One of the more interesting things about "Avatar 2" is the less-than-traditional family at its center. While three of the main kids are Jake and Neytiri's biological children, Kiri is adopted, and Spider isn't even Na'vi. Despite these differences, they all treat each other the same (for the most part), embracing a "no one left behind" policy for the whole clan. It's admirable and touching, but it also gets Neteyam killed.

A tragic loss

It would be miraculous for the massive Sully family to make it through the carnage in "The Way of Water" completely unscathed. As so often happens, it's the responsible older brother who ends up taking the fall. Neteyam does his best to get all the kids out safe, but he catches a stray bullet and dies soon after surrounded by his family.

This loss is brutal, especially for Neytiri. The Sullys end up going back to the ship to rescue Tuk from Quaritch's grasp, but you get the sense that Neytiri might have returned regardless to seek vengeance. The death of a firstborn child is no light matter, and the mother puts her rage on full display by absolutely wrecking the remaining RDA crew.

While Neteyam's death is obviously sad, it's made a bit less devastating by the film's final scenes. His body is laid to rest on the sea floor in the tradition of the Metkayina, and viewers see his parents communing with his spirit — or at least his memory — by bonding with the spirit tree. In the Na'vi faith, energy is only ever borrowed, as Jake reminds the audience via narrative monologue. Sooner or later, you have to give it back to Eywa.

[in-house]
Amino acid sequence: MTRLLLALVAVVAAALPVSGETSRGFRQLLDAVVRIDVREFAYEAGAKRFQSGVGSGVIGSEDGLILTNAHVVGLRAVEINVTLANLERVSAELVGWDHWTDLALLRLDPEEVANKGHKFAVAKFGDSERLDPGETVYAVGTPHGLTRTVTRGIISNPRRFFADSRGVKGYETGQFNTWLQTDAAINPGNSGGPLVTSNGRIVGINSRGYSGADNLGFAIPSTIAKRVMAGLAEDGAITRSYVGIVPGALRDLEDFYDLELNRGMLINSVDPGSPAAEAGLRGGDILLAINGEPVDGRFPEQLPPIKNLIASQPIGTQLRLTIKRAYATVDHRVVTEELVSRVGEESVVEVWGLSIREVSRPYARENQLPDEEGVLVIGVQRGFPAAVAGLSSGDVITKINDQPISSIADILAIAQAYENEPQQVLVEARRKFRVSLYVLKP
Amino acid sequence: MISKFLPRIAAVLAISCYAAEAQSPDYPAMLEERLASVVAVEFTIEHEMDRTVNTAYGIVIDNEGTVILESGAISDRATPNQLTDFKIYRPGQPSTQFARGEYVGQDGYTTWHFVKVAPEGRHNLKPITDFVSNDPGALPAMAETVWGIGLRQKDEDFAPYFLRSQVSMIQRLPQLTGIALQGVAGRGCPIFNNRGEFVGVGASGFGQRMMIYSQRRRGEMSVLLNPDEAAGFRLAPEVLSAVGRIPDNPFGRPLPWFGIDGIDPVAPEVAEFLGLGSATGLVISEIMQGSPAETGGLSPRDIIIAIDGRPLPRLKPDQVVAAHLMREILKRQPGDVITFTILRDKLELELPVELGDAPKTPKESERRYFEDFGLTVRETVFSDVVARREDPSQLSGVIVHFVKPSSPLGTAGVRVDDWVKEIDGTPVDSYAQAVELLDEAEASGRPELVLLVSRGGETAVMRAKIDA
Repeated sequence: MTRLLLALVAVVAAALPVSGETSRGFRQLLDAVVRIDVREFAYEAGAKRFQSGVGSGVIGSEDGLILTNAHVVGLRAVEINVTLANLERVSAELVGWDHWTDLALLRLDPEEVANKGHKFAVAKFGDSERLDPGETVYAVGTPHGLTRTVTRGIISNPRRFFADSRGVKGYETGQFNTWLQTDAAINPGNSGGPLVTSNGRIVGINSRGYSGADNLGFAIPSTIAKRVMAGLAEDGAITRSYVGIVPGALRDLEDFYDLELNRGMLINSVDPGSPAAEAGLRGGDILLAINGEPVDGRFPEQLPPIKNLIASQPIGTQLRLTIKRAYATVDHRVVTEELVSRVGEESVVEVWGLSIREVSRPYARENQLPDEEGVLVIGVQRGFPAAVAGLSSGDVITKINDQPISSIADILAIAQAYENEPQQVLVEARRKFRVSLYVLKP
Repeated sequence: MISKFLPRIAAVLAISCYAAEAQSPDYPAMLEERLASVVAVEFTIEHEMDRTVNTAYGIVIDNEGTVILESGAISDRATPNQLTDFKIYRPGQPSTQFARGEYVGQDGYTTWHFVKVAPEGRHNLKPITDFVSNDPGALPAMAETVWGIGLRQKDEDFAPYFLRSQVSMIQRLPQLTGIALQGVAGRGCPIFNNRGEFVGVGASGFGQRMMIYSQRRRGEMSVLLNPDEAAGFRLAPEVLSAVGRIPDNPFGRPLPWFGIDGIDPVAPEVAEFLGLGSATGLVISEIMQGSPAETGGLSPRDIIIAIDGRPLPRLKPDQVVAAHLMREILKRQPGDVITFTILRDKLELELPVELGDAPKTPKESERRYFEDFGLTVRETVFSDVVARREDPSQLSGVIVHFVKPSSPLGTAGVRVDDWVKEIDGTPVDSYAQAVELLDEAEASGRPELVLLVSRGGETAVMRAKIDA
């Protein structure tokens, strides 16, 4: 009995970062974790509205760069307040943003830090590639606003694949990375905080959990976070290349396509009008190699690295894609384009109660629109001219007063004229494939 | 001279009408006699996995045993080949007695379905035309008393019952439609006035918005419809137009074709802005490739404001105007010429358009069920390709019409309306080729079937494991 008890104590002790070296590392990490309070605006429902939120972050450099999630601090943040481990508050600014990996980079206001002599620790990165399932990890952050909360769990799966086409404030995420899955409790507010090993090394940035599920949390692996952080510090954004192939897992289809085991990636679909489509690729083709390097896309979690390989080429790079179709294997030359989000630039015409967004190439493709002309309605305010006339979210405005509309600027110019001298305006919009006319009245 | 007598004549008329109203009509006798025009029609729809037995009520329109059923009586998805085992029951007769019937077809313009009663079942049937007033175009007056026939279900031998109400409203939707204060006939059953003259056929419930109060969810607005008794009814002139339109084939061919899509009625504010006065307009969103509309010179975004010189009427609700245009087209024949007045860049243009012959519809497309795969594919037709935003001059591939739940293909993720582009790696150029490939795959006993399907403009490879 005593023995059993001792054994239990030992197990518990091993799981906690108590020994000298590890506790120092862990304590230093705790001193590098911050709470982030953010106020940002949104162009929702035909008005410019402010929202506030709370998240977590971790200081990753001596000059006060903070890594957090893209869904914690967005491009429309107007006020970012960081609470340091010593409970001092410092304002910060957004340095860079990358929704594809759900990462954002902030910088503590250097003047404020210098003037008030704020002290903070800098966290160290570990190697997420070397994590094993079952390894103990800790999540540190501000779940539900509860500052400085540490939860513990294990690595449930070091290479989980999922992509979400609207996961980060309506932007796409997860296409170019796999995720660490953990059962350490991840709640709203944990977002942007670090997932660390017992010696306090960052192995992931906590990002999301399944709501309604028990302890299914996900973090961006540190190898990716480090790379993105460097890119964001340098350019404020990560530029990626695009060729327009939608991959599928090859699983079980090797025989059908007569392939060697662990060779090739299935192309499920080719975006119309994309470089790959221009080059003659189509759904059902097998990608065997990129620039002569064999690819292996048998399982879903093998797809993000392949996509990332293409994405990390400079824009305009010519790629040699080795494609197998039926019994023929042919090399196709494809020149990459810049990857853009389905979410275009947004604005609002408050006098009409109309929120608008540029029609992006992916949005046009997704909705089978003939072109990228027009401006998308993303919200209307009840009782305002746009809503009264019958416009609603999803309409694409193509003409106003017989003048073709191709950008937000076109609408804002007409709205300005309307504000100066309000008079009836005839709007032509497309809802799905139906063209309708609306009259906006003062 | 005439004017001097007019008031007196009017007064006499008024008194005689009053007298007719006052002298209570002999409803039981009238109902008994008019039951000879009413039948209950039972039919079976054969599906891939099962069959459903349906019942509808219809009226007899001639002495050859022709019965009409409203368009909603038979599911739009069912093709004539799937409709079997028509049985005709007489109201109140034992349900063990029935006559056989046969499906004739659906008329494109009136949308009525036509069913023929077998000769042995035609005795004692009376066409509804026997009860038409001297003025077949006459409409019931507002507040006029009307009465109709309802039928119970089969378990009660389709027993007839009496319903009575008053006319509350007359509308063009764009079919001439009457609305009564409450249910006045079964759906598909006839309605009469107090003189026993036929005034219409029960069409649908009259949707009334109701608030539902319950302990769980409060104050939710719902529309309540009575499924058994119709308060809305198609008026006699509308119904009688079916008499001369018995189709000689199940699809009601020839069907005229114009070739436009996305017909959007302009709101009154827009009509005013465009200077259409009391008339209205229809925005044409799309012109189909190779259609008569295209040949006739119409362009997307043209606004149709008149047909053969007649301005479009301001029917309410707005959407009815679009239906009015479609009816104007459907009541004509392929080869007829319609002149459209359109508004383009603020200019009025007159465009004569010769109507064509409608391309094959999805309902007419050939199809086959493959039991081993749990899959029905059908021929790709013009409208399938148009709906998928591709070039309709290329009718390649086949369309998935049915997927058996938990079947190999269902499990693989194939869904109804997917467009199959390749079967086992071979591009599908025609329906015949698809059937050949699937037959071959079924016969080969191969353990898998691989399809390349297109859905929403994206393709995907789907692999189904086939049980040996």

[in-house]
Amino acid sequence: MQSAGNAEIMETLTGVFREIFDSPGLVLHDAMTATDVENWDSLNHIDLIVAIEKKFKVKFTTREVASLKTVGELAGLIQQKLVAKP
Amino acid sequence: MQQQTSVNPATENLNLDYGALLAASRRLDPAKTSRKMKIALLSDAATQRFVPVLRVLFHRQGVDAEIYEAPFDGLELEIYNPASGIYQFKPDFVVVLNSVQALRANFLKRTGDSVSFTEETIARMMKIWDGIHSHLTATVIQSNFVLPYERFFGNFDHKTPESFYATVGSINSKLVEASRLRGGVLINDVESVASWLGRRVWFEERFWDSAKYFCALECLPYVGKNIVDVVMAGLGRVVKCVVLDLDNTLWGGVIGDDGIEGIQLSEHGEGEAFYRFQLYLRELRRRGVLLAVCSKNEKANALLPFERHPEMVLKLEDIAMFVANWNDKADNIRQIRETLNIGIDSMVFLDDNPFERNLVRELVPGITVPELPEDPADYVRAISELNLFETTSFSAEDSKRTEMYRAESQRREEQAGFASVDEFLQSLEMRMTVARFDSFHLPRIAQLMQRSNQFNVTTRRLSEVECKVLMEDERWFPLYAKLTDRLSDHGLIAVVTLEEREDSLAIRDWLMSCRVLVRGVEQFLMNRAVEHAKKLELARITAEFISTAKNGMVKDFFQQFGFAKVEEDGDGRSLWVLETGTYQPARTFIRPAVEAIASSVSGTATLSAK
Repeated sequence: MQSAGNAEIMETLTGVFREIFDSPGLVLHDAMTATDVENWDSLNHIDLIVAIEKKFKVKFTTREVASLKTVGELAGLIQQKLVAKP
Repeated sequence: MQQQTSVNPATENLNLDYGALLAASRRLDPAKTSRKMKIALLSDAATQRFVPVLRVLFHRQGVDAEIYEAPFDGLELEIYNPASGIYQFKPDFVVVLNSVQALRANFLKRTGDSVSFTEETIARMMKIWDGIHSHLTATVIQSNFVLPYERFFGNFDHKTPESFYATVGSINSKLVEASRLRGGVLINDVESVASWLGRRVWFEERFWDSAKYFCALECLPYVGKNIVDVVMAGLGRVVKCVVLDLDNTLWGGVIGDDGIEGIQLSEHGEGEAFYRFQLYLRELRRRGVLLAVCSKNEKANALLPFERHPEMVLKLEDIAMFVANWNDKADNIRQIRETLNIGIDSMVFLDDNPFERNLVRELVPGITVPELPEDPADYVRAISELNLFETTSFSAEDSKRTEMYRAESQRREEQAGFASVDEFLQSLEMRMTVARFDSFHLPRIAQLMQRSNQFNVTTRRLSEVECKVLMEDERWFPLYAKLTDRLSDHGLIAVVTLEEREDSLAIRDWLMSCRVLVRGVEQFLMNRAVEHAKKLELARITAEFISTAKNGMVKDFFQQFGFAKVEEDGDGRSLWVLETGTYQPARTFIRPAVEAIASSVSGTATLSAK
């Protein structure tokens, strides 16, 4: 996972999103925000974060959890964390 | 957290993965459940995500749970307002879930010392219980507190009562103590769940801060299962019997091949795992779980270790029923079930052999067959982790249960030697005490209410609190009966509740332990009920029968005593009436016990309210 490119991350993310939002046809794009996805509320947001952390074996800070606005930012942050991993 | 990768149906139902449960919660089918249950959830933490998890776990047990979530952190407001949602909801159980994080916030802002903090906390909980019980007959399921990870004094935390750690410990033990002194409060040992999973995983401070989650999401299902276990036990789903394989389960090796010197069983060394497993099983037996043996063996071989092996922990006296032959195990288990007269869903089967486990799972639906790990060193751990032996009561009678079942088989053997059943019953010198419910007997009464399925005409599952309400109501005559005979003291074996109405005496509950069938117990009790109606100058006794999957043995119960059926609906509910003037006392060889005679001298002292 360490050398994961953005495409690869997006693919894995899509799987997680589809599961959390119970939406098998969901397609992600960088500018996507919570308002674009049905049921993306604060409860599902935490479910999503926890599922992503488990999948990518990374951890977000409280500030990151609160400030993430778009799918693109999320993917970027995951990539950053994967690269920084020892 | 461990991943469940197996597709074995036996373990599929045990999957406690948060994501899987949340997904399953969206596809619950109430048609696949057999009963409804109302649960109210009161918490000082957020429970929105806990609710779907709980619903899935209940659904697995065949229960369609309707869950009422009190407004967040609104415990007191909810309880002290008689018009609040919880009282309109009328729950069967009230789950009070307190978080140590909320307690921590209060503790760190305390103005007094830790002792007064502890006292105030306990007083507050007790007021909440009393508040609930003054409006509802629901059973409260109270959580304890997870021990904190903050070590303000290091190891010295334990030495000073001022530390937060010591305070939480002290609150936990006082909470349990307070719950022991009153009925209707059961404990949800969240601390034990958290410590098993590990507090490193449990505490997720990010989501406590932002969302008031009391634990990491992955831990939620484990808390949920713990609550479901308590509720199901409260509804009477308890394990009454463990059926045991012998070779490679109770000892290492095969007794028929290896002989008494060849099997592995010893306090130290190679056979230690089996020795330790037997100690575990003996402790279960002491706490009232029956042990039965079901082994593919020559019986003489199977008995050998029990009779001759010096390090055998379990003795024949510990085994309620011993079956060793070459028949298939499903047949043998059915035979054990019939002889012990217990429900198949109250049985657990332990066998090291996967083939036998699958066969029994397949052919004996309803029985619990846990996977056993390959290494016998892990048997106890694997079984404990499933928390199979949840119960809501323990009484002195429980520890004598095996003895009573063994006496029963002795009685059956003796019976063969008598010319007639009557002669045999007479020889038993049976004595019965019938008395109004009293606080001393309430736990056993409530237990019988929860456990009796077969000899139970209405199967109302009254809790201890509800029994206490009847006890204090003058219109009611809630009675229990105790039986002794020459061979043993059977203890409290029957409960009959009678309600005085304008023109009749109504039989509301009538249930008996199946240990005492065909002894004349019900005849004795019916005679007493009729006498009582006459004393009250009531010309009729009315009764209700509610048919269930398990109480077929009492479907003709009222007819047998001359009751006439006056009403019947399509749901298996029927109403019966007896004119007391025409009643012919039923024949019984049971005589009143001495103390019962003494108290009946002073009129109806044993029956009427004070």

While it's nice to see Jake and Neytiri get a bit of optimistic closure for their son's death, what they're seeing during the bond isn't explained. Is this just a memory, or are they truly seeing Neteyam again? Perhaps future films will further explore how this ancestral connection actually works.

A son for a son

After absolutely decimating Quaritch's remaining crew, in arguably the best action sequence in "Avatar 2," Neytiri pulls a pretty extreme tactic to secure Tuk's safety. Quaritch emerges with the girl held under his knife, so Neytiri responds in kind. She grabs Spider, pain and rage burning off of her, and threatens to gut him if Tuk isn't released. While Quaritch scoffs at first and claims he doesn't care about his son, he quickly blanches, seemingly in spite of himself, and lets Tuk go.

Would Neytiri actually have killed Spider in this scene? It's hard to say. The audience is told early on via Jake's narration that she's never fully trusted the kid, but she still seems to treat him with love and respect the few times they do interact. It's possible that this was all just a gambit; it's also possible that Neytiri really wanted blood.

Unfortunately, "The Way of Water" doesn't give viewers much character analysis here to grab onto. The film clocks in at a bloated 192 minutes, leaving plenty of time to build up to this moment with more intrigue, but that's not what happens. Clearly, James Cameron is more interested in giving viewers a sixth underwater swimming sequence than more character development, and the film sadly suffers for it. Even still, Zoe Saldaña is so good here that it almost doesn't matter.

The final duel

If you thought "The Way of Water" was finished after the whale fight, or after Neteyam's death, or even after Tuk's rescue, you'd be wrong. There's still more action, mainly in the form of Jake and Quaritch's dramatic showdown. The two start out on the sinking deck of the RDA ship, battling close up with combat knives. However, their duel quickly takes itself underwater as the entire vessel begins to flood.

For all the beautiful alien creatures in "Avatar 2," the film looks most impressive when the performance capture is front and center. The Jake and Quaritch subaquatic fight isn't just the film's narrative climax, but also the pinnacle of its technical achievement. James Cameron's underwater performance-capture tech truly shines here, and the fight itself is brutal to watch. In the end, though, Jake manages to choke the older man out, leaving him to sink to the bottom of the sea.